Avon Products Inc. (AVP) reached a downside Point and Figure price target but that doesn't mean it has reached a bottom or that a bottom is at hand, unfortunately. Prices peaked back in 2004. Yes, 2004 not 2014, so declining prices are not new to this company.
Let's take a fresh look at the charts and indicators to see if there might be some light at the end of the tunnel.
In this daily bar chart of AVP, above, we can see a pattern of lower highs and lower lows since early October. Each selloff goes deeper while each bounce has less and less power behind it. Notice how the sideways price movements last about two to three months before another shot to the body takes AVP to a lower low. Both the 50-day moving average line and the slower-to-react 200-day moving average line are pointed down. A number of downside gaps have been left as traders and investors have been anxious sellers.
The On-Balance-Volume (OBV) line is interesting in that is shows a decline until June. From October to May the OBV line suggests that sellers are more aggressive. For some reason buyers turned more aggressive in June and July but their efforts were not rewarded with a rally, only another sideways pattern.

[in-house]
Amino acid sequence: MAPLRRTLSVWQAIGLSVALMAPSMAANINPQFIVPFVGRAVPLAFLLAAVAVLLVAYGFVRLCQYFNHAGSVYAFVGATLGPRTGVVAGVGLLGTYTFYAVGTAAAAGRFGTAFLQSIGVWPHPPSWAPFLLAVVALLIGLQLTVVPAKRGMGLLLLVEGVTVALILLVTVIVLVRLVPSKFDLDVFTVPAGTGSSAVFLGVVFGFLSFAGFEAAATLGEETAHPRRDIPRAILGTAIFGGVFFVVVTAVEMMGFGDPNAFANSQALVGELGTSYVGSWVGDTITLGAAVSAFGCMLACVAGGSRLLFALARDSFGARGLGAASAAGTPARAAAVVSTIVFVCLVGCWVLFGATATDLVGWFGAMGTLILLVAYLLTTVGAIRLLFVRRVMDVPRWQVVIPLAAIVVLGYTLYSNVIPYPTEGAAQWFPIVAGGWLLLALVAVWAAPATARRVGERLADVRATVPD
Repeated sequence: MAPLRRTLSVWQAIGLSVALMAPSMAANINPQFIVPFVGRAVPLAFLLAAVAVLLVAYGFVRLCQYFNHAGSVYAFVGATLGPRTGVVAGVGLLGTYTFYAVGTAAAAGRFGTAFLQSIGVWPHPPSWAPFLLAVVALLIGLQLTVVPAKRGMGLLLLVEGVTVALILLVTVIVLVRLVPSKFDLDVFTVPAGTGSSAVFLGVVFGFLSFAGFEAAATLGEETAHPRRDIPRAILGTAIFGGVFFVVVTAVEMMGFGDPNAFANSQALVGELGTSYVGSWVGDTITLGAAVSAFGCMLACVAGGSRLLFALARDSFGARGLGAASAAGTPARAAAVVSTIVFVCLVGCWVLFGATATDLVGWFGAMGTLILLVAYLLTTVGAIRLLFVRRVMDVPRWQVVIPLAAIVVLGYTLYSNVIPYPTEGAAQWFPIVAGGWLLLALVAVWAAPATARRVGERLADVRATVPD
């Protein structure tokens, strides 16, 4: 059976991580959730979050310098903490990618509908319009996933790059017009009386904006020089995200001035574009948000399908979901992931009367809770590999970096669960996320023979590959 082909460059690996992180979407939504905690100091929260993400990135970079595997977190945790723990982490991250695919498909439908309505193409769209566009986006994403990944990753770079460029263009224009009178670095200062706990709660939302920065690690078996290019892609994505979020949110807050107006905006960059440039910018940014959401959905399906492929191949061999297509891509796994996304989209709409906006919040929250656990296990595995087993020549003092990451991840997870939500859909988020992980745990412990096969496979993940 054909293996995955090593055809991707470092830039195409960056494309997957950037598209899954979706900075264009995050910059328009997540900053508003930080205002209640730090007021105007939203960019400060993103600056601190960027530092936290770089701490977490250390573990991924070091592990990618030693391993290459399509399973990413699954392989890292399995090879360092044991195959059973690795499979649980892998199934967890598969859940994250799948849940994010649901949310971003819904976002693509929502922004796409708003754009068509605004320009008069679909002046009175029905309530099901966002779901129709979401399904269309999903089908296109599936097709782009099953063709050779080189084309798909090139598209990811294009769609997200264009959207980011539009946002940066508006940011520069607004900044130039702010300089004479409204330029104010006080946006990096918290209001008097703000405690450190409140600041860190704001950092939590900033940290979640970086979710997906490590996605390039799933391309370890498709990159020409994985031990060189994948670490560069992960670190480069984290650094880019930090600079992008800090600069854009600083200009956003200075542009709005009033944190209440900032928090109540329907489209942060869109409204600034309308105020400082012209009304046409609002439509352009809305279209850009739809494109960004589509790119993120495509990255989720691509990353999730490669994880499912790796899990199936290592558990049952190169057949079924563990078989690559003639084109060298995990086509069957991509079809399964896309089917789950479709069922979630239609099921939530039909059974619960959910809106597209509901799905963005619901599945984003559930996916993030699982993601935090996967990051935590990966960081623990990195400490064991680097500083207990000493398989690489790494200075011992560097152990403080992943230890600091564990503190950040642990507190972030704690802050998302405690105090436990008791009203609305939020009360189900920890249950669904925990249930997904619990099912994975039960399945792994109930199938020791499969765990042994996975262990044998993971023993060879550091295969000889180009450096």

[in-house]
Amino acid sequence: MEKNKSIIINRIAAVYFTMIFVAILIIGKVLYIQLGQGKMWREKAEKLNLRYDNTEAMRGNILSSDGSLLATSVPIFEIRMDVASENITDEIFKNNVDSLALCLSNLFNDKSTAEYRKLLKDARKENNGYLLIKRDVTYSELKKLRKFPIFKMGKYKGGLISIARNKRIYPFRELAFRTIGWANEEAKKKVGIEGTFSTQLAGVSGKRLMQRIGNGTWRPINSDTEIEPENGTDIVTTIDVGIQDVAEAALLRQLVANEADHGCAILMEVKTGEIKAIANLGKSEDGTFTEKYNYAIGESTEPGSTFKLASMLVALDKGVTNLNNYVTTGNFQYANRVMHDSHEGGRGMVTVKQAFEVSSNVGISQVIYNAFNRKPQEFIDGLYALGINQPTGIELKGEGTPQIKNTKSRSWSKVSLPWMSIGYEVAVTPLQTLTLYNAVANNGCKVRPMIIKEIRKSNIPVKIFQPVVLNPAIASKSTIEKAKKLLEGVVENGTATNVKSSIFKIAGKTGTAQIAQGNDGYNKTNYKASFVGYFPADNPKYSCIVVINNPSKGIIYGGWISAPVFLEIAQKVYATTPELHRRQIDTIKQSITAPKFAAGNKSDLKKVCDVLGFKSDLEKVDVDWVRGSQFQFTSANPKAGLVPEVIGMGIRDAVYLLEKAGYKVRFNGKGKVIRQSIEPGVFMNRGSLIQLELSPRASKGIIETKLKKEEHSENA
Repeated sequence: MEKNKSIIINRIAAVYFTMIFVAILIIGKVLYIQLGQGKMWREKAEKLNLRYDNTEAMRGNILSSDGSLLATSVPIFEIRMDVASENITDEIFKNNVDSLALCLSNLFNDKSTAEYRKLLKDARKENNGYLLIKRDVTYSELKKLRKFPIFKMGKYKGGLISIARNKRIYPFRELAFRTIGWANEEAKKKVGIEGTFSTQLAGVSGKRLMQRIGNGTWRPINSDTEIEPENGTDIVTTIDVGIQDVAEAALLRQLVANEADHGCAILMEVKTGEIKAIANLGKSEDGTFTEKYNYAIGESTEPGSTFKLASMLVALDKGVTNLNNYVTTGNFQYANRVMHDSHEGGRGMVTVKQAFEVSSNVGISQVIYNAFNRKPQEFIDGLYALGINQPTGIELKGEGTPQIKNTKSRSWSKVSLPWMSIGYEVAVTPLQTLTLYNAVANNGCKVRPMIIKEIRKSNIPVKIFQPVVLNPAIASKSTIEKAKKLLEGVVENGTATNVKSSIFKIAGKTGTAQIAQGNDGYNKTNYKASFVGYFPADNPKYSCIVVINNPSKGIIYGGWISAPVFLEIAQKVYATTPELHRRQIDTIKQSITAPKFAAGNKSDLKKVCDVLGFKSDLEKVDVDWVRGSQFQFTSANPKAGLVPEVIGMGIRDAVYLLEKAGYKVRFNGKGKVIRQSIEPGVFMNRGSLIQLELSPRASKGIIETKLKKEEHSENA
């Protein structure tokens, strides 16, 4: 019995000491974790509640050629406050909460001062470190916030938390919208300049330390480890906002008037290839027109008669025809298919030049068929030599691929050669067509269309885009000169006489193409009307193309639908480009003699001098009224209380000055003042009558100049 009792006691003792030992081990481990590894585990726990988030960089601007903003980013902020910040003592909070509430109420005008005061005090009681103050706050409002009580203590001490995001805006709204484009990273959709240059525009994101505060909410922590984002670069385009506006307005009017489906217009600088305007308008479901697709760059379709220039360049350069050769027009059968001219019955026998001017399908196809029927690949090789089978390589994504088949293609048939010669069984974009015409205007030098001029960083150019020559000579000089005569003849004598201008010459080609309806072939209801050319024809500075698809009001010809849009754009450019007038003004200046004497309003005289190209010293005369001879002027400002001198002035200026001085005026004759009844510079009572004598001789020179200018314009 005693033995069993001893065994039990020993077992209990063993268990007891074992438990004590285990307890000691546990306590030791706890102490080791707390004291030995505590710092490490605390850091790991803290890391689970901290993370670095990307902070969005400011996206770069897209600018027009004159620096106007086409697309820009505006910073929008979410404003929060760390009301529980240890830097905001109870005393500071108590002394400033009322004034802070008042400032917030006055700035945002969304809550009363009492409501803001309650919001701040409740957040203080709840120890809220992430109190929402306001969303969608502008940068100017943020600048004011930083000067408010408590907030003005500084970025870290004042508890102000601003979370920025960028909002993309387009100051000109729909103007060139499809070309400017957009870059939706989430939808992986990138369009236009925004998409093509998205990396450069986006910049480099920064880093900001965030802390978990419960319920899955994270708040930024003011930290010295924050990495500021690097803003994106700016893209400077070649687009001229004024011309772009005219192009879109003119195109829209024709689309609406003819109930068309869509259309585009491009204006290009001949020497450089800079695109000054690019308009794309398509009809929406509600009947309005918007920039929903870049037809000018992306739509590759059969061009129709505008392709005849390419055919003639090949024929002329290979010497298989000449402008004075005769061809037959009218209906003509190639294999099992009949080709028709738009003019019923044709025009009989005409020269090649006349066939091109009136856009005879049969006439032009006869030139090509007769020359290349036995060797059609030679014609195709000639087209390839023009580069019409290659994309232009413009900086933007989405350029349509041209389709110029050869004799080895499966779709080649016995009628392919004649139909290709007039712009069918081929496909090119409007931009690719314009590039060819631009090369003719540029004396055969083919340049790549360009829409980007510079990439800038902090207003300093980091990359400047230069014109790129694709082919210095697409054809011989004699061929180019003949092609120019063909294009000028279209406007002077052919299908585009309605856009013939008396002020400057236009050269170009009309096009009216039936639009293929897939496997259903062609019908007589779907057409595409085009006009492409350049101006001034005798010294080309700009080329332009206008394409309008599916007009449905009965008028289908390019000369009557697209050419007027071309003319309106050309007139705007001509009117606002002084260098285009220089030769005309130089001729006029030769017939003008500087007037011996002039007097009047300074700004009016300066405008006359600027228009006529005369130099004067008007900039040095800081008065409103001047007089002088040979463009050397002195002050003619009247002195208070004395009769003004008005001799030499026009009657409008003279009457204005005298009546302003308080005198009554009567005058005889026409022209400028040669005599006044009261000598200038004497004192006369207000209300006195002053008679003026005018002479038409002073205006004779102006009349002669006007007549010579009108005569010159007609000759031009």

In the bottom panel of the chart is the 12-day momentum study, which shows lower highs from March to May to August as prices make lower lows. This is a bullish divergence but it hasn't resulted in any meaningful price improvement.
In this weekly bar chart of AVP, above, going back three years we can see a decline into late 2015 and a rally in which the price of AVP more than doubled. Unfortunately, the rally did not last long and prices have retraced nearly all the gains. The 40-week moving average line is bearish. The weekly OBV line has not shown significant aggressive buying and the weekly Moving Average Convergence Divergence (MACD) oscillator is below the zero line in a bearish configuration.
In this Point and Figure chart of AVP, above, we can see the breakdown without gaps. Prices reached a downside price target of $2.78 but that does not mean the risk is out of the stock nor does it mean a bottom is at hand.
Bottom line: A bottom is not a point in time but a process. Prices need to stabilize. Investors need to show an increased appetite to buy in a downtrend and bearish news doesn't push the stock lower. There are other signs of a bottom but AVP needs to start somewhere.